She has been working as an interdisciplinary conservation scientist in universities all her professional life, and she also covers the role of director at the Interdisciplinary Centre for Conservation Science (ICCS). She knew she wanted to be a conservationist as soon as she started university at 18 years of age. EJ has now been a professional in the conservation sector for over 30 years, and as well as sustainable wildlife trade – topic of her PhD – she is interested in understanding human behaviour and how it relates to population ecology. Her favourite part of her work is the possibility to engage with people working on conservation all over the world. She especially enjoys engaging with students and early-career researchers as they can bring fresh ideas and are very keen to make a difference.
As a child, she grew up in Cameroon where her parents owned a small farm. She noticed that some of the animals she encountered in the forest were slowly disappearing. This ignited her decision to move to Nigeria to study Zoology at the University of Uyo. She then pursued an MSc in Conservation Biology from the University of Cape Town. During her studies she became interested in the use of geographic information systems (GIS) in conservation science, particularly in identifying areas for restoration and protection. Her PhD in Zoology from Stellenbosch University thus focused on identifying the areas that are important for human well-being and how they align with those for biodiversity.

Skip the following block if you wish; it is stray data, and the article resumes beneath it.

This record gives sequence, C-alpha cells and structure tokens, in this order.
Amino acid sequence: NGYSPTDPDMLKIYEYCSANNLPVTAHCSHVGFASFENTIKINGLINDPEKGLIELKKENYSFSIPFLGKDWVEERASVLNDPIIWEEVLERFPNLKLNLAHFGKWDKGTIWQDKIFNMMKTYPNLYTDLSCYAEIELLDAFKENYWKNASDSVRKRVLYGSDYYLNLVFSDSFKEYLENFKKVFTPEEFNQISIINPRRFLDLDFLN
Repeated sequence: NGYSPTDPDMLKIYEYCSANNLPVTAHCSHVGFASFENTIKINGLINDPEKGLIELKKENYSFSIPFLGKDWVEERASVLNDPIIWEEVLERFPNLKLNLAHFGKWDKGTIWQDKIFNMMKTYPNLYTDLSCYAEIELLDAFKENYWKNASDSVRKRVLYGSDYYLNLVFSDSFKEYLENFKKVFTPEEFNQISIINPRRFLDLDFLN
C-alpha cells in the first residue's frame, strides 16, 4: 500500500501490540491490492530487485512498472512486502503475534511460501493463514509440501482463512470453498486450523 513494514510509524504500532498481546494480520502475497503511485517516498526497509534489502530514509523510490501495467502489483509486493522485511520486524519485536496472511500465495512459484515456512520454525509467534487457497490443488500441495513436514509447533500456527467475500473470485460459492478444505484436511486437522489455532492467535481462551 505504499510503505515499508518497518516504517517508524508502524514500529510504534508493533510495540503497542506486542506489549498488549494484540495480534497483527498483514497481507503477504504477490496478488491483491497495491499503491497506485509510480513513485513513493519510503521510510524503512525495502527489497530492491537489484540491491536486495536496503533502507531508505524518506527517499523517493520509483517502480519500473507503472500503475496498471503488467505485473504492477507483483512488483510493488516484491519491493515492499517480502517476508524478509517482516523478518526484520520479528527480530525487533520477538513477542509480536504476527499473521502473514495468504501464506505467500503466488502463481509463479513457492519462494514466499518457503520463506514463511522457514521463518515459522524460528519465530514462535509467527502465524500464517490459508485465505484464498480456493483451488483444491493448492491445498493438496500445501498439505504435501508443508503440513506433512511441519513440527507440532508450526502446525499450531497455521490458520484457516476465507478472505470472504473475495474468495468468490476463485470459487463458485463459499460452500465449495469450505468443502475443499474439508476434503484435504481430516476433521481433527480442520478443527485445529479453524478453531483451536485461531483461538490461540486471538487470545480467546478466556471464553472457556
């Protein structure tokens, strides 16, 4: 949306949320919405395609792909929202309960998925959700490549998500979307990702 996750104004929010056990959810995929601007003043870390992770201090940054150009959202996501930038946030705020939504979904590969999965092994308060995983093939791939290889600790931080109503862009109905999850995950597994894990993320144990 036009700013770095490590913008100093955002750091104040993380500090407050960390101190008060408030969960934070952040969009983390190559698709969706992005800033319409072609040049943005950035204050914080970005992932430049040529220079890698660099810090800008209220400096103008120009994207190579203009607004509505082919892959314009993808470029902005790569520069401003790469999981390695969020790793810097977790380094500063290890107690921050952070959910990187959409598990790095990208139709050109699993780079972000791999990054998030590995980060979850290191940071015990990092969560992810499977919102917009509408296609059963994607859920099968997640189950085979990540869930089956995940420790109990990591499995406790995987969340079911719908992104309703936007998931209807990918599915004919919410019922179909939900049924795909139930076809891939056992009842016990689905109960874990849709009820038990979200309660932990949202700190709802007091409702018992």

Before joining UCI, she worked for the European Commission, helping them develop a framework for mapping and monitoring ecosystem services and as a Principal Scientist at the Council for Scientific and Industrial Research (CSIR) in South Africa. In the TRADE Hub, Benis is quantifying the impacts of palm oil trade on human well-being in Cameroon.